When I was a sophomore in high school, I was in a pretty interesting History class. Interesting because my teacher, Mrs. G., was probably one of the more quirkier teachers I’d had in a long time. She was excited about almost everything, pretty corny, and fairly melodramatic. It didn’t take long realize that I loved her to pieces. Why? Because, overall, she was firm when she needed to be, an open lover of learning (especially History, naturally), and just fun. And guess what? That was me as a student: I loved the discipline of school, I loved learning, and I loved fun in a classroom. There you go. But this random memory isn’t a love-fest about my old teacher. It’s about something significant that happened in Mrs. G.’s class.

It was test day. When it came to any class that wasn’t Math, I studied hard. No, seriously, hard. Not only did I want to do well, but I had a deep love (still do) for History. So I wanted my A. Anyway, I took my test and felt pretty confident about it. The next day, Mrs. G. asked me to stay after class. I remember gazing at her in confusion, like, stay for what? To be praised for my A? Like, did nerds stay after class? Because I was a nerd and an obedient one, at that. Further compounding my confusion, she asked another student to stay, as well. We’ll call him N.B. So N.B. and I were sitting there, waiting, wondering. At least I was. Once class was dismissed, Mrs. G. stood before us and, in hushed tones, announced that she felt that one of us had cheated on our tests.

I almost laughed.

I regarded her, half-smiling, waiting for her to pronounce judgment on N.B. After all, everyone knew that he didn’t even try to be a good student. He was more famous for starting fights in hallways than studying. When she remained silent, I felt my oxygen depleting. She was waiting for one of us to admit to it. But did Mrs. G. seriously believe that I had cheated? Me, who took rabid notes during class? Me, who laughed at her silly jokes? Me, who did my homework faithfully?

Even worse: N.B. then says, at the top of his lungs, that it wasn’t him that cheated. My heart racing, visions of my intense studying running through my mind, I also inform Mrs. G that I didn’t cheat on the test.

Mrs. G: Well, someone cheated.
Me: It wasn’t me.
N.B.: It wasn’t me.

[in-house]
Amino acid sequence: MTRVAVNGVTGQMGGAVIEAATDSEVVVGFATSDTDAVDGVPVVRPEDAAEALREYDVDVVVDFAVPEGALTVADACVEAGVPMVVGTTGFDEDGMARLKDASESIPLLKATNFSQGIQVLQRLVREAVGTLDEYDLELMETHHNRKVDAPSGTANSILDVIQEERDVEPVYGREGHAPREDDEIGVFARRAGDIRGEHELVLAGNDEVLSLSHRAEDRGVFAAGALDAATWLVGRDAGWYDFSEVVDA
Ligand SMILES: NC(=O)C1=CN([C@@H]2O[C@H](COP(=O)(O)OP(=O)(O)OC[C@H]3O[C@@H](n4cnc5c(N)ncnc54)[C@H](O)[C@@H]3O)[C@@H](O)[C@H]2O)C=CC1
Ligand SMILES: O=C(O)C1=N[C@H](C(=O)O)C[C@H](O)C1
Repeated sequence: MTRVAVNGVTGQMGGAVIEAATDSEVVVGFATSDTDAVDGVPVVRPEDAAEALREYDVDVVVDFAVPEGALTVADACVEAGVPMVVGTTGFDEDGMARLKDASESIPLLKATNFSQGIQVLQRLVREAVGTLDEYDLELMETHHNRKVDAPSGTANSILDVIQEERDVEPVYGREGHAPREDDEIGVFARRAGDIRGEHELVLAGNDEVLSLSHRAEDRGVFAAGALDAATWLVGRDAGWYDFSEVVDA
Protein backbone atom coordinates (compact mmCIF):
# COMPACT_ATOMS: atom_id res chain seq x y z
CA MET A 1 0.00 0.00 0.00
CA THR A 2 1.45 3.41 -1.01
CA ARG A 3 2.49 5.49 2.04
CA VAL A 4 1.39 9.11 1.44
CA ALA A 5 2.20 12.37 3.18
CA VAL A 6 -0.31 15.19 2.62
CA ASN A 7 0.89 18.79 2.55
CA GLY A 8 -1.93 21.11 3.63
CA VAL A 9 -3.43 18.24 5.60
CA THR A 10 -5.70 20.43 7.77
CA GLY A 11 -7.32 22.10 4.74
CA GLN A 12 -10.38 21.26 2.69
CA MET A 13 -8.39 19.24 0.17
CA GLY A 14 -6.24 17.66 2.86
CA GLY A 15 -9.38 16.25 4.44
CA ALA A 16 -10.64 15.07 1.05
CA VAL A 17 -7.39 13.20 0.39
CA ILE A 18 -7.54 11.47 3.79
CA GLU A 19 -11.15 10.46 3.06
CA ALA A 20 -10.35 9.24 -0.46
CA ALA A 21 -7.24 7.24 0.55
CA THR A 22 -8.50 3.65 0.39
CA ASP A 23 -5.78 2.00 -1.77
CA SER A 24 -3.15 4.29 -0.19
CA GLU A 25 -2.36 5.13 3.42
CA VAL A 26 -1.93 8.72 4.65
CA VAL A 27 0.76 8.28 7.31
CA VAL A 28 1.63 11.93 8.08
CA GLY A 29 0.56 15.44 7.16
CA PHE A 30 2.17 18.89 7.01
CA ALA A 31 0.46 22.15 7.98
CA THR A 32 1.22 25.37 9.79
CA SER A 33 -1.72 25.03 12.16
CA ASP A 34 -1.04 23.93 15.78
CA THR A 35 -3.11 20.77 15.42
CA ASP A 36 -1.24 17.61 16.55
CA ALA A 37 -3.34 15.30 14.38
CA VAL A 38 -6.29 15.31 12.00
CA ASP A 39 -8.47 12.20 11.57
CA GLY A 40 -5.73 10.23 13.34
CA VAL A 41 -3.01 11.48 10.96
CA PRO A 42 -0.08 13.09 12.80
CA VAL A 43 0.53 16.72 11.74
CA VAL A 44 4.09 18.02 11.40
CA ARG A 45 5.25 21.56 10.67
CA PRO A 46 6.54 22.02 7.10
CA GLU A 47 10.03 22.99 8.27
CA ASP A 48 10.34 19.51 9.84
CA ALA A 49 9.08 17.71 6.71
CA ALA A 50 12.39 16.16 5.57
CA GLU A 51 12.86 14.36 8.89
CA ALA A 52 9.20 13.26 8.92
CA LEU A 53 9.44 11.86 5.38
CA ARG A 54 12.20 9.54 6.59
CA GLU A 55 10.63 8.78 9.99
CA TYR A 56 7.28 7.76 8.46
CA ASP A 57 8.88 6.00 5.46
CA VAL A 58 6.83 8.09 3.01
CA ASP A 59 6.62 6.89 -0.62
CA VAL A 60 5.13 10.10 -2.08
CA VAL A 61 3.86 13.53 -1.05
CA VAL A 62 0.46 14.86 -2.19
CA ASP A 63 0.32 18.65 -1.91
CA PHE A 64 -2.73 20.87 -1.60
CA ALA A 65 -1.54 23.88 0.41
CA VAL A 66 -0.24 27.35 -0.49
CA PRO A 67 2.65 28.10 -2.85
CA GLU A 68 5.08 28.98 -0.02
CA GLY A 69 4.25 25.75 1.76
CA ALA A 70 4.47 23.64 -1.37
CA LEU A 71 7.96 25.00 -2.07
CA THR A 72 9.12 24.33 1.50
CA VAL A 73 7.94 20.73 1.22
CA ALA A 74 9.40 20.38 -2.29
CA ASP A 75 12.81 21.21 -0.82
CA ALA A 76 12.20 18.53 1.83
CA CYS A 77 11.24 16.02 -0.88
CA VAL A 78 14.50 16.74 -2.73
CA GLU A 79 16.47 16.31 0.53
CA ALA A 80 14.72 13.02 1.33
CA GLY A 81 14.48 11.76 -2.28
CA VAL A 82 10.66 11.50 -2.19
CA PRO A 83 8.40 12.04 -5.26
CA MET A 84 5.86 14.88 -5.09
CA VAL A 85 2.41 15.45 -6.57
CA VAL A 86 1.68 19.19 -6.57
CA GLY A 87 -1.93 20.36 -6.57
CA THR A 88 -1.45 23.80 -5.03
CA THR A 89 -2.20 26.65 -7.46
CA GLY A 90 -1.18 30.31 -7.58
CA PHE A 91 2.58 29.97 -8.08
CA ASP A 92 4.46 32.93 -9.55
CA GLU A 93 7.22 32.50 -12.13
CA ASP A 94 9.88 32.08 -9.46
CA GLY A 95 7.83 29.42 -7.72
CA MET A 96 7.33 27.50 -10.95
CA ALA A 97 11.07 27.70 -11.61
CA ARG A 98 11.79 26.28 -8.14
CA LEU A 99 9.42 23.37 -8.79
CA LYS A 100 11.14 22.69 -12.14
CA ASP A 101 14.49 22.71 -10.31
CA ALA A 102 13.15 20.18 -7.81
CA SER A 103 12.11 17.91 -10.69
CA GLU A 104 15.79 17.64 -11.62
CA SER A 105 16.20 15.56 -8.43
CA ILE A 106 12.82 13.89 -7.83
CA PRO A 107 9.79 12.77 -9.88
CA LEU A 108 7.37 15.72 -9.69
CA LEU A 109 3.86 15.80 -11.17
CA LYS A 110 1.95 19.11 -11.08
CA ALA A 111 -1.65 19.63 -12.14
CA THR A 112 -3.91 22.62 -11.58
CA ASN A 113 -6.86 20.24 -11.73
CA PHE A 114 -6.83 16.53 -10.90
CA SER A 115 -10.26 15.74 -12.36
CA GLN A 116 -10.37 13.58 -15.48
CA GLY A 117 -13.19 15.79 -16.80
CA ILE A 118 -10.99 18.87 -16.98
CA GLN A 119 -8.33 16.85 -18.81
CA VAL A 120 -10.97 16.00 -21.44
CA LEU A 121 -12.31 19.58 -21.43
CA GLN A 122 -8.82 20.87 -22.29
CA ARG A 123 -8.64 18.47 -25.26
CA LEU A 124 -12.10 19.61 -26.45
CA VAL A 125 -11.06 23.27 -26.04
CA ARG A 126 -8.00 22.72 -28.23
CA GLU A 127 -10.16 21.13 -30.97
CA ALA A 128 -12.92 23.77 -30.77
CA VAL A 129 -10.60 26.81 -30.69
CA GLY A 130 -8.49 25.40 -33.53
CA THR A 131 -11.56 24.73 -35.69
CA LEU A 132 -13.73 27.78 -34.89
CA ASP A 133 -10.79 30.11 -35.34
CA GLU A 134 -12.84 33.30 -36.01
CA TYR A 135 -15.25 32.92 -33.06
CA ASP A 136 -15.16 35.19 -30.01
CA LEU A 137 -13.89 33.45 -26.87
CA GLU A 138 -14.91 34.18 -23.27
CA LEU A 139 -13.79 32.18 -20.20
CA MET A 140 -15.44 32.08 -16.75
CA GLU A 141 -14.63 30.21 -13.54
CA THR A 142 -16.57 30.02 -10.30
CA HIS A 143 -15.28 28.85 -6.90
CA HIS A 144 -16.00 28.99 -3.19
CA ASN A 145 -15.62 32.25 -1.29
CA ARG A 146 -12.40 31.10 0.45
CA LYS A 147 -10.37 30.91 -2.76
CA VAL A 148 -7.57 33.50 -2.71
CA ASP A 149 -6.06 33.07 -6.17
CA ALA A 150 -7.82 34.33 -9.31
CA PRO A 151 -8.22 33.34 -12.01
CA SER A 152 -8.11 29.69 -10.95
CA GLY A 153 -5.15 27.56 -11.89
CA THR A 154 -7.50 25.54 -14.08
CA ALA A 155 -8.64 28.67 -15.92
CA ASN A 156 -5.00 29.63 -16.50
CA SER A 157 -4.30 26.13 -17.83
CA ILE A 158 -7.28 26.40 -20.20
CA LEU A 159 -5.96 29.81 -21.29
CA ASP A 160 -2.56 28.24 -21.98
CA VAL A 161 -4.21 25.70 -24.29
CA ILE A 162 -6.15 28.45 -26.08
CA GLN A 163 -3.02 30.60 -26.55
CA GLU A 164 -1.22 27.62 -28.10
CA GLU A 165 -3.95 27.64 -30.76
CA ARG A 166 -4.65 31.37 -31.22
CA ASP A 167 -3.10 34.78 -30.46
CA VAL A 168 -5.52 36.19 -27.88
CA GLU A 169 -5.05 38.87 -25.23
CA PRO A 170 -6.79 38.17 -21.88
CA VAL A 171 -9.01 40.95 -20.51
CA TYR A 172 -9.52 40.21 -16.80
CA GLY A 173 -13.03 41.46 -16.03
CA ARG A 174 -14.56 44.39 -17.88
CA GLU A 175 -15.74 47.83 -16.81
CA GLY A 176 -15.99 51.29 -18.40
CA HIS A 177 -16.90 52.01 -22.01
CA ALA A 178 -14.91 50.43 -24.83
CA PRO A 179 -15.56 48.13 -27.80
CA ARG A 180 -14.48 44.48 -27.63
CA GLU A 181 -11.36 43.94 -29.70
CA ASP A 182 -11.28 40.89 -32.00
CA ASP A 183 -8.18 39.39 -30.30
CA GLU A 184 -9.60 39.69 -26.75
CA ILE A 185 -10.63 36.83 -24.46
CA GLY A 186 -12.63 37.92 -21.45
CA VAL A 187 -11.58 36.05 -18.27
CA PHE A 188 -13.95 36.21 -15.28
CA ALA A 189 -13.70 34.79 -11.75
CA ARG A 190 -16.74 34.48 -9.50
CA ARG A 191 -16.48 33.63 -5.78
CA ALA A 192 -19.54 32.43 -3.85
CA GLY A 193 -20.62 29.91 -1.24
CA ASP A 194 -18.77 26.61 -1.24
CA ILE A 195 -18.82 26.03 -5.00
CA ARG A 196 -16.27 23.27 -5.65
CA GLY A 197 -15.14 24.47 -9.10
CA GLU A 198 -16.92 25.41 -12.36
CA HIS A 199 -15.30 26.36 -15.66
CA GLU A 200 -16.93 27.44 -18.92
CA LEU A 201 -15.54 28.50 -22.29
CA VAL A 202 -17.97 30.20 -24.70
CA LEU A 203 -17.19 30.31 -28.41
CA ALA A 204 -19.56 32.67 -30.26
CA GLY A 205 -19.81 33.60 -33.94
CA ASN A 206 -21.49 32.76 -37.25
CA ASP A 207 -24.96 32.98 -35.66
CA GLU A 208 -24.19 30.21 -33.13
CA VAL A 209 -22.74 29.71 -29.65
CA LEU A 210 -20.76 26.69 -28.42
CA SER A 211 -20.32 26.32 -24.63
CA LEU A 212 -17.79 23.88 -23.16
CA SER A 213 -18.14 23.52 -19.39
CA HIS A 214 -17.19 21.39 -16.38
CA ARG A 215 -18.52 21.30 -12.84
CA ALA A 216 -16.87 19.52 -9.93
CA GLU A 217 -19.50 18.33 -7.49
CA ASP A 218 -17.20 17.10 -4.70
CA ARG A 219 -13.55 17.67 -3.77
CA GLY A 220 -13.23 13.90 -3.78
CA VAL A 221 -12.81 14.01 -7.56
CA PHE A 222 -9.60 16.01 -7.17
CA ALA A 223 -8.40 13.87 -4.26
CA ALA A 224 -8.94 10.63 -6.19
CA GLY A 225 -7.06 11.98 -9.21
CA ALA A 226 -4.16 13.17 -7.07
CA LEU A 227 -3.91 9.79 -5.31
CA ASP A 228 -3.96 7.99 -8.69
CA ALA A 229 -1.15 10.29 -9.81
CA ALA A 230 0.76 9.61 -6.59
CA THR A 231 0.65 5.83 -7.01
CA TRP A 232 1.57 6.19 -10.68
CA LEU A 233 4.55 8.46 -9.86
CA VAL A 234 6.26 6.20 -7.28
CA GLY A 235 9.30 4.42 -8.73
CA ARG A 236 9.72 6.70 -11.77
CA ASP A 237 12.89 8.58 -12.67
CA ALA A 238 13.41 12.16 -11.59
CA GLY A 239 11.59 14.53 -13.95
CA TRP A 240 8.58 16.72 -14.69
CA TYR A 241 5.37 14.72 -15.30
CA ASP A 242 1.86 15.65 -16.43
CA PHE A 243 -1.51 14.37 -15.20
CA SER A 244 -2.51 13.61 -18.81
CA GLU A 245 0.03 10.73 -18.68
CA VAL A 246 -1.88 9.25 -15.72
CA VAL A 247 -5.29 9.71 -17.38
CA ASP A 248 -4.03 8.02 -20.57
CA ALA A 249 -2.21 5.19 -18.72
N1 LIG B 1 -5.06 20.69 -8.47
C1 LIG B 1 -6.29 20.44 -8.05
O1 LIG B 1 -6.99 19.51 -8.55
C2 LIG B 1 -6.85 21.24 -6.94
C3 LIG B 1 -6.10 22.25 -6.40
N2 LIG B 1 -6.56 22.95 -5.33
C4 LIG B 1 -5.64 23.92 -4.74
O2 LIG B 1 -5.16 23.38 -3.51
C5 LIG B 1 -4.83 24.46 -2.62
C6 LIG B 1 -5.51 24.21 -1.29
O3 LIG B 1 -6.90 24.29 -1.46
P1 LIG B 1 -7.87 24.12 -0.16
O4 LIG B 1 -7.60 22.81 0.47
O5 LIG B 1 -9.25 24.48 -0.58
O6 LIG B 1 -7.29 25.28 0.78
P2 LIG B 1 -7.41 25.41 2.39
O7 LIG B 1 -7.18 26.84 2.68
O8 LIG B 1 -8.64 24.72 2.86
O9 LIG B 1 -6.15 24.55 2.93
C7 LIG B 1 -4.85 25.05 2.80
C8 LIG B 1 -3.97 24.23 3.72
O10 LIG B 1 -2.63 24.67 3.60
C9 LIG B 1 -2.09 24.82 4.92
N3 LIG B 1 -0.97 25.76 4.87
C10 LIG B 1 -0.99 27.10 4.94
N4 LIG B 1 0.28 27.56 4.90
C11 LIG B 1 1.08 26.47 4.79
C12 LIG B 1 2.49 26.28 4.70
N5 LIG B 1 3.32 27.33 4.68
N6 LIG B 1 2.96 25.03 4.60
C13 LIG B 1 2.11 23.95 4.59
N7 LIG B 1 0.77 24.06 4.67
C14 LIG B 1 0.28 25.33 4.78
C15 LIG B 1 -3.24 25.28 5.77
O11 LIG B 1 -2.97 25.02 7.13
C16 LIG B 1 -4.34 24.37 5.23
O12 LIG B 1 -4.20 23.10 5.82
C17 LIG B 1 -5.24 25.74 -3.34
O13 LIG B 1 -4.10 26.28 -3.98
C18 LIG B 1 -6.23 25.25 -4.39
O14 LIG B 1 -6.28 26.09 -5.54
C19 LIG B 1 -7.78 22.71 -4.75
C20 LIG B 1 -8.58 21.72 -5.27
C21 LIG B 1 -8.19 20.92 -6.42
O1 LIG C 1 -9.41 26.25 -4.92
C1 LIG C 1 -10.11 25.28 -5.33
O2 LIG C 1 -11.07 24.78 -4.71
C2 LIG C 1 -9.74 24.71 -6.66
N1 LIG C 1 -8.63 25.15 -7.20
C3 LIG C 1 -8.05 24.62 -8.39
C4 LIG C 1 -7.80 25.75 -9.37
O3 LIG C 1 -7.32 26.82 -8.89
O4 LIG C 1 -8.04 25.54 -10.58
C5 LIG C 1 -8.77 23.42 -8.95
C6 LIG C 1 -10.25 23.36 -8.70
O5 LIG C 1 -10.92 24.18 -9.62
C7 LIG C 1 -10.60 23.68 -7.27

Eventually, to settle the issue, she requested that we each re-take the test. Notably, she sat us far, far away from one another. (In case you haven’t guessed, N.B. sat next to me in class.) I nearly pounced on the paper when she handed it to me. Minutes later, I handed the completed test to her and almost near tears, walked out of class. If you guessed that I told the story at length to my friends, decrying the injustice of it all, you would be right. I was incredulous that one of my favorite teachers would believe this about me.

Later, I received my test back. I got my A. We never spoke about it again–until the last day of school. A bunch of friends and I went back to her class to say goodbye at the end of the school year. Needless to say, I certainly didn’t plan on joining the chorus of goodbyes and we loved your class; I intending on merely standing there and giving her the stink eye for not believing in me. But that plan didn’t work. Perhaps it was the bravado that came with almost being a junior. Perhaps it was because I was still pretty hurt and angry and confused. Whatever it was, I waited for a lull in conversation and came out with it. “Mrs. G, why did you make me re-take that test?” I questioned. She smiled. I’ll never forget her reply. “I knew N.B. cheated off your paper. Only you would give me the full answer for a question and give me more information in parentheses. His answers were identical to yours, so it was clear he had copied off you. But the matter needed to be settled.”